The dispensers are here: http://www.williamsbrewing.com/BALL_LOCK_INJECTOR_P84C148.cfm

along with 12 gram CO2 dispensers: http://www.williamsbrewing.com/12_GRAM_CO2_FOR_BEER_P89.cfm

A third idea, something I've never tried, is to get a starter batch of mead going, run a hose from that batch to your carboy, and fill it with CO2 from the blurping starter. Kind of a Rube Goldberg idea, and it might work.

lostnbronx
09-25-2005, 01:32 AM
Tonight I ran into this headspace problem when racking my Bunratty Pyment. (See "Meade" Into Mead: http://www.gotmead.com/smf/index.php/topic,1664.0.html).

I decided this was a good time to experiment, so I took a rubber stopper I use for syphoning purposes which has two holes in it, placed it on the newly racked mead jug, and ran a hose to a small plastic bottle. In the bottle I had 1/2 tsp. of generic acid blend (I believe it's 50% citric, 25% malic, and 25% tartaric) dissolved in approx. 4.5 oz. of water. I then hastily scooped 1 tsp. of baking soda (bicarbonate of soda) into the water bottle. The latter end of the hose was stuck into a single hole stopper, and I quickly affixed this to the top, holding it on for about two minutes. The CO2 thus produced had the time to run through the hose, fill up the jug, and push out all the air inside through the second hole on the fermenting jug. After this, I quickly airlocked the mead vessel again.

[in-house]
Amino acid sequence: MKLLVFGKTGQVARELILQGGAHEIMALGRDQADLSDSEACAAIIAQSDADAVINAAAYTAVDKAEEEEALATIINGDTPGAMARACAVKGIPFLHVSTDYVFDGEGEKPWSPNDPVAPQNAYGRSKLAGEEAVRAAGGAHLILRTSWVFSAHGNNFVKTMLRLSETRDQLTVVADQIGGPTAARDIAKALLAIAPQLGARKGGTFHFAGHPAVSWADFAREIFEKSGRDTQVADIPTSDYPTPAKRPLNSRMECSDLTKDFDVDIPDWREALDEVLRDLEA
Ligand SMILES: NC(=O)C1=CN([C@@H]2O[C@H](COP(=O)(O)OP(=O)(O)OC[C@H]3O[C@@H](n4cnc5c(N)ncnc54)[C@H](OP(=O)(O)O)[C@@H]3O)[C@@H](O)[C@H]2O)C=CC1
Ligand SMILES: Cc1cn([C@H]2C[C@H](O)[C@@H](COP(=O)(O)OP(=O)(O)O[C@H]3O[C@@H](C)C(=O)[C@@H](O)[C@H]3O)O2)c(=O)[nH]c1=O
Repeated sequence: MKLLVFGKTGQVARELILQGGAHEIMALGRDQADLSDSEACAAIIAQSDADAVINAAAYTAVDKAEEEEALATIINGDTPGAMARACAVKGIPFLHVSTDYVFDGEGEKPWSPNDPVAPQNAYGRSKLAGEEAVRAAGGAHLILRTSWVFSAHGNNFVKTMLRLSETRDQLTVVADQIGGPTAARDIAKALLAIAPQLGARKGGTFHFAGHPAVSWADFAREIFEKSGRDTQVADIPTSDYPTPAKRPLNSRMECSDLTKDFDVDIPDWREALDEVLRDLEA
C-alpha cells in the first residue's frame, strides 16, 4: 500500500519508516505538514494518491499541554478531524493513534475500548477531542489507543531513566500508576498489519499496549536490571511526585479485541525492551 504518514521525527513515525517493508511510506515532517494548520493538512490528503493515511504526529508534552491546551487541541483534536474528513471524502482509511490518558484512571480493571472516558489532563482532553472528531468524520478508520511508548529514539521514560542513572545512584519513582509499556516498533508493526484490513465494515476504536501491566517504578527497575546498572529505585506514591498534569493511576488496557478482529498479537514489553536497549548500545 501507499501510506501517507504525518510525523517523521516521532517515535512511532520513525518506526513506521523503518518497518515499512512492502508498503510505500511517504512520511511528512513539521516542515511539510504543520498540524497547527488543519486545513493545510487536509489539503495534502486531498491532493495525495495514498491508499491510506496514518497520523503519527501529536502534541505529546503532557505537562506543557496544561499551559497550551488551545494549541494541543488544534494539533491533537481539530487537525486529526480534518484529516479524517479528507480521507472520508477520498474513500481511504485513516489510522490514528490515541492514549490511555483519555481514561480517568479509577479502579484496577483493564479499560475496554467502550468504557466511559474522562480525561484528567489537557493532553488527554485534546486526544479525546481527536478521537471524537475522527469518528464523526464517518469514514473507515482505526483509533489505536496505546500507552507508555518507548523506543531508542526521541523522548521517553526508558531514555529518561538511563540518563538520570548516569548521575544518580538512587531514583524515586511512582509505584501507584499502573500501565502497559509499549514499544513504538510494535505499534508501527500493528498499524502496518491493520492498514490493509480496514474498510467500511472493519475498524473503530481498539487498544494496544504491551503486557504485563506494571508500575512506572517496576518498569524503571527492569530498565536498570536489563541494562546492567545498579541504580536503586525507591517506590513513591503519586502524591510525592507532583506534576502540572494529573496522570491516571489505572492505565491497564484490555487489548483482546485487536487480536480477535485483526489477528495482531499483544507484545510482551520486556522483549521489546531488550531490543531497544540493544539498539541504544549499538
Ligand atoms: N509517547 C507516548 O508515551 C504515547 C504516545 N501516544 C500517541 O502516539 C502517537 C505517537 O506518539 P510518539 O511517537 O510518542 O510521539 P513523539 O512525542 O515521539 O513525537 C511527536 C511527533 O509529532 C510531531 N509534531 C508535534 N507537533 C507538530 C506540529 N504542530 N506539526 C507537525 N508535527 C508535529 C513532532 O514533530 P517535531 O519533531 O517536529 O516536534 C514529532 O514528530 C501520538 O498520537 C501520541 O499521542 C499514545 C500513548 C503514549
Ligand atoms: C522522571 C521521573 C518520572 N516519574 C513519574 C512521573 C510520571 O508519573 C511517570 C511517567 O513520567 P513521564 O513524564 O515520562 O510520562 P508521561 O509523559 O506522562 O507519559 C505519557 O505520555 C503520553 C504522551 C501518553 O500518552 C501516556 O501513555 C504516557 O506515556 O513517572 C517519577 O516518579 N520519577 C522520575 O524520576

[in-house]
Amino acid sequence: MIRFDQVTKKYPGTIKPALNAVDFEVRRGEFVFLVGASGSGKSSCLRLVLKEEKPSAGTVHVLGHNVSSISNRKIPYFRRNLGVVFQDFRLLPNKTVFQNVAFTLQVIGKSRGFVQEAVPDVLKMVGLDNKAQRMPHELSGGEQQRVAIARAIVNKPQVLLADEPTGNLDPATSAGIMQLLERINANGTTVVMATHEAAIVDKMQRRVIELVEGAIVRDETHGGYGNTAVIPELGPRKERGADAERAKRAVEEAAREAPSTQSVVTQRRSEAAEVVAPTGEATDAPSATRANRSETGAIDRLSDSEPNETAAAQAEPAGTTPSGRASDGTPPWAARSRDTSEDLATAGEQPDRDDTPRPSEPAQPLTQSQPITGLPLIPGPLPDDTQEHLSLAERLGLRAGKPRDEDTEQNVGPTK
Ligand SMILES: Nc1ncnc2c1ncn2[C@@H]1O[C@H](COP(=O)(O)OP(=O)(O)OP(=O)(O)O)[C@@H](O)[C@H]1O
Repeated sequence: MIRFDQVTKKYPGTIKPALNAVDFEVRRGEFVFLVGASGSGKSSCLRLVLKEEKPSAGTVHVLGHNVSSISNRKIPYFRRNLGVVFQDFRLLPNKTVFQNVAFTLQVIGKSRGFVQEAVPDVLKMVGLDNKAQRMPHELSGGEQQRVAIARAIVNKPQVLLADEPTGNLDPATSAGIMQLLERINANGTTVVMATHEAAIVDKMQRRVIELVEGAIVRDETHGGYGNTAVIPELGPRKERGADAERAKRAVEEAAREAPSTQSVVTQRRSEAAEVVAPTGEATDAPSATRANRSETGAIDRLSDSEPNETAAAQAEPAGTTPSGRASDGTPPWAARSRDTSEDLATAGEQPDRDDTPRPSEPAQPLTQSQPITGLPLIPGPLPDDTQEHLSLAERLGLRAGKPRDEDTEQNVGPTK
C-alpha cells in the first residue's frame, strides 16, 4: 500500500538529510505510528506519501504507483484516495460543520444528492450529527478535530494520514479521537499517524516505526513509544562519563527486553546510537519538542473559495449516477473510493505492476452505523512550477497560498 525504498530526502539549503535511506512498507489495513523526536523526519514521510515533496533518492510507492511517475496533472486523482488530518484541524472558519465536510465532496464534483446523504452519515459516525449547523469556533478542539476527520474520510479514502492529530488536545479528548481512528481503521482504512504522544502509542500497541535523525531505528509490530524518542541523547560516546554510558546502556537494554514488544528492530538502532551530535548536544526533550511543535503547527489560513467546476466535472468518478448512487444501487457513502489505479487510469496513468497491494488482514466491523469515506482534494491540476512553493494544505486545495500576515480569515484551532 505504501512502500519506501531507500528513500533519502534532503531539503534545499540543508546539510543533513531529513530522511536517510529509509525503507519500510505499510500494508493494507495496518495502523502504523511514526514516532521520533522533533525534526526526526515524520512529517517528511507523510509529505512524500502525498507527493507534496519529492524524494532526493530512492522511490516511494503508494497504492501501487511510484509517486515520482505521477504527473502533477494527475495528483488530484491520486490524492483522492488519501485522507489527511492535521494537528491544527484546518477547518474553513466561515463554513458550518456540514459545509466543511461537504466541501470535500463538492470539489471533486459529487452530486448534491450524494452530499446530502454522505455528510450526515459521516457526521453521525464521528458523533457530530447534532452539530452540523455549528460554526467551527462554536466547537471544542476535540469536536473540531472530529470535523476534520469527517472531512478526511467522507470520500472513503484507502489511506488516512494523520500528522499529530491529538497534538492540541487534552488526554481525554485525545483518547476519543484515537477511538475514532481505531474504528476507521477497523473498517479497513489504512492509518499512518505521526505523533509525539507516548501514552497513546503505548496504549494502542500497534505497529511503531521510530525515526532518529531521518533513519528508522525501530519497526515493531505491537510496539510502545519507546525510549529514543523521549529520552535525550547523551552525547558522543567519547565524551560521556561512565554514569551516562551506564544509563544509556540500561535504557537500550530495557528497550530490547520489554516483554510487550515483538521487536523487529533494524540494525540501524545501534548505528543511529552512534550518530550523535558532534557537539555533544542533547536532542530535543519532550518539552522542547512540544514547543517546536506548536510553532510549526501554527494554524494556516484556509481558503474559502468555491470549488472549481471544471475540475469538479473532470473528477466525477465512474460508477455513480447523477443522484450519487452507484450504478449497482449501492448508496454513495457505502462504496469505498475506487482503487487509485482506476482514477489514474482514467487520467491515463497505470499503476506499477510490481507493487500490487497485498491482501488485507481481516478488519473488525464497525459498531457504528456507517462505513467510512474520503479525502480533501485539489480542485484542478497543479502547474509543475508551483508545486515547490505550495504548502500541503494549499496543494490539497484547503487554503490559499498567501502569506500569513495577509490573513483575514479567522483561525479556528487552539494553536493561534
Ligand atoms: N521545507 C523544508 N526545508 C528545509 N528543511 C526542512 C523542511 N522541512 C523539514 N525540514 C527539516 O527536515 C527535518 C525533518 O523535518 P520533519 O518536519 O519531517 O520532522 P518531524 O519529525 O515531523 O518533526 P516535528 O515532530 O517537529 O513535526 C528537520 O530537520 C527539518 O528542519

The acid bled is a perfect choice for this process, as it won't infect the mead with dangerous microflora, nor lend any off flavors. The CO2 is invisible, so I can't say for certain how well this worked, but I'm pretty confident it filled up the headspace in the jug with clean, neutral smelling, food-grade CO2 -- and it was very simple and inexpensive to do. There was no mess, and the acid/water/soda combo did not foam up much at all, since there's nothing else in that mix to make the bubbles hold their form.

I believe this is a viable and safe alternative for people who live far from sources of food-grade CO2, or for anyone on a tight budget (that's me and me).

Great idea, Mu!

-David